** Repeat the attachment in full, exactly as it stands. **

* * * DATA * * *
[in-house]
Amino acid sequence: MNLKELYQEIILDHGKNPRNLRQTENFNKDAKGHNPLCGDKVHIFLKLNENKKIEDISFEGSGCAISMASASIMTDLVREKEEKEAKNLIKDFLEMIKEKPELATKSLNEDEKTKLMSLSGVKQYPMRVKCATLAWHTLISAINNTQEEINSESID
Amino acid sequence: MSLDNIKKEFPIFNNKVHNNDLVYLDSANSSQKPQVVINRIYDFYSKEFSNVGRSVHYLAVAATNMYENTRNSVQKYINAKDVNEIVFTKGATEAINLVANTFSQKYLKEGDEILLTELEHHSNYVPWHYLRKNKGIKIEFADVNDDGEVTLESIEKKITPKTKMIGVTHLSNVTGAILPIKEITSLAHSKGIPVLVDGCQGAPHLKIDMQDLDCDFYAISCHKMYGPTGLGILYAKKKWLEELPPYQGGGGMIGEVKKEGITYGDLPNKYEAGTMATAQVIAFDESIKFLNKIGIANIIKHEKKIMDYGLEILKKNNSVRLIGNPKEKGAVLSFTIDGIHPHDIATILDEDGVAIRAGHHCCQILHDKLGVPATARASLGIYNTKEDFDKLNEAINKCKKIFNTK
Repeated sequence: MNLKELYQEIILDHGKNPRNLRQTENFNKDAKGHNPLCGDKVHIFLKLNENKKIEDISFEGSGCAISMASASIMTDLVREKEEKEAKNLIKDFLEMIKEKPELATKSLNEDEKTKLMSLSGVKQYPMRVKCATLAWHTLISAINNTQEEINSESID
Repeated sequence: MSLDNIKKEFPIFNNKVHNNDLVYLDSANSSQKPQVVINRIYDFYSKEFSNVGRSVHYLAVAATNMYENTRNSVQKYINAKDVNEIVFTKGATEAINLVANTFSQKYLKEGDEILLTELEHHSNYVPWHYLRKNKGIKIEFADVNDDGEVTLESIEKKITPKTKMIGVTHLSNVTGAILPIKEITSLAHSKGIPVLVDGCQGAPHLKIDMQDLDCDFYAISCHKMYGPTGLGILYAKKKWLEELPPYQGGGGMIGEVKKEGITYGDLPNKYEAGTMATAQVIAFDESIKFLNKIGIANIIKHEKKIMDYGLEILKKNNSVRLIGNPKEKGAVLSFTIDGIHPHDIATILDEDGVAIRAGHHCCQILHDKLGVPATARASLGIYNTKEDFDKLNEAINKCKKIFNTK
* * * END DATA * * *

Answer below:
[in-house]
Amino acid sequence: MNLKELYQEIILDHGKNPRNLRQTENFNKDAKGHNPLCGDKVHIFLKLNENKKIEDISFEGSGCAISMASASIMTDLVREKEEKEAKNLIKDFLEMIKEKPELATKSLNEDEKTKLMSLSGVKQYPMRVKCATLAWHTLISAINNTQEEINSESID
Amino acid sequence: MSLDNIKKEFPIFNNKVHNNDLVYLDSANSSQKPQVVINRIYDFYSKEFSNVGRSVHYLAVAATNMYENTRNSVQKYINAKDVNEIVFTKGATEAINLVANTFSQKYLKEGDEILLTELEHHSNYVPWHYLRKNKGIKIEFADVNDDGEVTLESIEKKITPKTKMIGVTHLSNVTGAILPIKEITSLAHSKGIPVLVDGCQGAPHLKIDMQDLDCDFYAISCHKMYGPTGLGILYAKKKWLEELPPYQGGGGMIGEVKKEGITYGDLPNKYEAGTMATAQVIAFDESIKFLNKIGIANIIKHEKKIMDYGLEILKKNNSVRLIGNPKEKGAVLSFTIDGIHPHDIATILDEDGVAIRAGHHCCQILHDKLGVPATARASLGIYNTKEDFDKLNEAINKCKKIFNTK
Repeated sequence: MNLKELYQEIILDHGKNPRNLRQTENFNKDAKGHNPLCGDKVHIFLKLNENKKIEDISFEGSGCAISMASASIMTDLVREKEEKEAKNLIKDFLEMIKEKPELATKSLNEDEKTKLMSLSGVKQYPMRVKCATLAWHTLISAINNTQEEINSESID
Repeated sequence: MSLDNIKKEFPIFNNKVHNNDLVYLDSANSSQKPQVVINRIYDFYSKEFSNVGRSVHYLAVAATNMYENTRNSVQKYINAKDVNEIVFTKGATEAINLVANTFSQKYLKEGDEILLTELEHHSNYVPWHYLRKNKGIKIEFADVNDDGEVTLESIEKKITPKTKMIGVTHLSNVTGAILPIKEITSLAHSKGIPVLVDGCQGAPHLKIDMQDLDCDFYAISCHKMYGPTGLGILYAKKKWLEELPPYQGGGGMIGEVKKEGITYGDLPNKYEAGTMATAQVIAFDESIKFLNKIGIANIIKHEKKIMDYGLEILKKNNSVRLIGNPKEKGAVLSFTIDGIHPHDIATILDEDGVAIRAGHHCCQILHDKLGVPATARASLGIYNTKEDFDKLNEAINKCKKIFNTK